Case Study: Tower Hamlets, by Laura Bennett
One of the bleakest principle findings of the latest Great School Libraries report is that schools with a higher percentage of children receiving free school meals are less likely to even have a school library to start with, and that if they do, it will probably have fewer books than a school library in a more affluent area.
Tower Hamlets in East London is the most deprived borough in London and is consistently one of the lowest socioeconomic areas in England. Here, 1 in 2 children live in poverty and schools routinely have over 40% of their children receiving free school meals, easily twice the national average.
Considering that though, a surprising number of primary schools in this East London borough buck the trend and not only have school libraries but also their own librarians. How?
The answer is the local School Library Service. Tower Hamlets School Library Service (TH SLS) has long recognised that school budgets are often why school libraries are low priority in schools already grappling with severe socioeconomic difficulties within their communities, so TH SLS offers professional Primary School Librarians (known as PLiPs) on an achievable budget. Schools can subscribe to a professional librarian for however many hours a week their budgets can afford, whether that’s a morning a week or several days. This subscription means the children have access to a well-stocked and curated library service within their own school run by a professional who can organise book clubs, work with individual children, run creative writing competitions and poetry slams, do storytimes for all ages - all the 'Reading for Pleasure' things the staff member who gets handed the library as a side project would love to do, but has not the time to.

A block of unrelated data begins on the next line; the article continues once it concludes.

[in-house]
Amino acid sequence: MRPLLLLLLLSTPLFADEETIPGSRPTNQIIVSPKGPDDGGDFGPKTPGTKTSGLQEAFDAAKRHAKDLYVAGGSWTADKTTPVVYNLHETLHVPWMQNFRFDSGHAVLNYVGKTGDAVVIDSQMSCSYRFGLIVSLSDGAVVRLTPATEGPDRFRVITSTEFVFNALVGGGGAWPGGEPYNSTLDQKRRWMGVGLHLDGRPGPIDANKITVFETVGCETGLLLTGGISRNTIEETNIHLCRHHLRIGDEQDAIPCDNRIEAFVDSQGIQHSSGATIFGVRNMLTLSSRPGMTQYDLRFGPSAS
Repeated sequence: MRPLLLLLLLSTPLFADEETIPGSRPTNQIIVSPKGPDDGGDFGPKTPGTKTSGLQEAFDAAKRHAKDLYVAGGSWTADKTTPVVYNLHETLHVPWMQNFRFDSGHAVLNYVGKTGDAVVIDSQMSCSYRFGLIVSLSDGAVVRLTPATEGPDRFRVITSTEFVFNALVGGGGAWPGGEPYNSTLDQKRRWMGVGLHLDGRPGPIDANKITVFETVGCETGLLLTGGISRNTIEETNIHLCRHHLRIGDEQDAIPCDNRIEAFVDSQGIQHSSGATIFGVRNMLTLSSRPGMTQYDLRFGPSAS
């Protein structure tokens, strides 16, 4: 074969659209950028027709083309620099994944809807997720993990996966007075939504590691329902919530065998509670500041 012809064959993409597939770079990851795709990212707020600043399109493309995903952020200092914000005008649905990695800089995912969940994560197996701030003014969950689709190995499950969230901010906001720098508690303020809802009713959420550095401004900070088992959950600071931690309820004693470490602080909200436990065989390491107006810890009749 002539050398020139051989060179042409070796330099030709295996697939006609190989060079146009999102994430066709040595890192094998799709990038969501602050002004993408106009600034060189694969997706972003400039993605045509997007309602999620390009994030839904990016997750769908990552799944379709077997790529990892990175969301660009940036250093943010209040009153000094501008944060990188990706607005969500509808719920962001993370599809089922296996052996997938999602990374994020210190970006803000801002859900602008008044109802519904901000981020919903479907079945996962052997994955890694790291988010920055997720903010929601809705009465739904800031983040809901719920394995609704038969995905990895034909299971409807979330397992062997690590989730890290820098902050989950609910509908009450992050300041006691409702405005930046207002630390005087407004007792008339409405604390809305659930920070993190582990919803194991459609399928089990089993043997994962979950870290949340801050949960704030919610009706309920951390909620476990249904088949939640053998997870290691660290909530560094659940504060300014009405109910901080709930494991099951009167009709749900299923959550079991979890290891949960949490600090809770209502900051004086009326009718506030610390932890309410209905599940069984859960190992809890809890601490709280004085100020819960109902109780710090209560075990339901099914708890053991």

On top of this,
PLiPS also support staff, helping to develop inclusive curricula, working with literacy coordinators to make engaging and interesting year group book lists, ensuring school library stock is diverse and inclusive, working with SLT on sourcing the resources the teachers need to do their job, finding and applying for funding – everything a librarian can do for a school, but on a budget and timescale that works.
The support of the TH SLS and its 'Librarians for Hire' PliPS is why Tower Hamlets primary schools buck the trend shown in the Great School Libraries report. Despite fighting against real inequalities, schools in this borough routinely have literacy results that are above the national average and over 90% of schools in the borough are rated ‘Good’ or ‘Outstanding’ by OFSTED. The achievable and affordable support of a School Library Service and a professional librarian, even if it's only for an afternoon a week, must play some part in this levelling up of the playing field.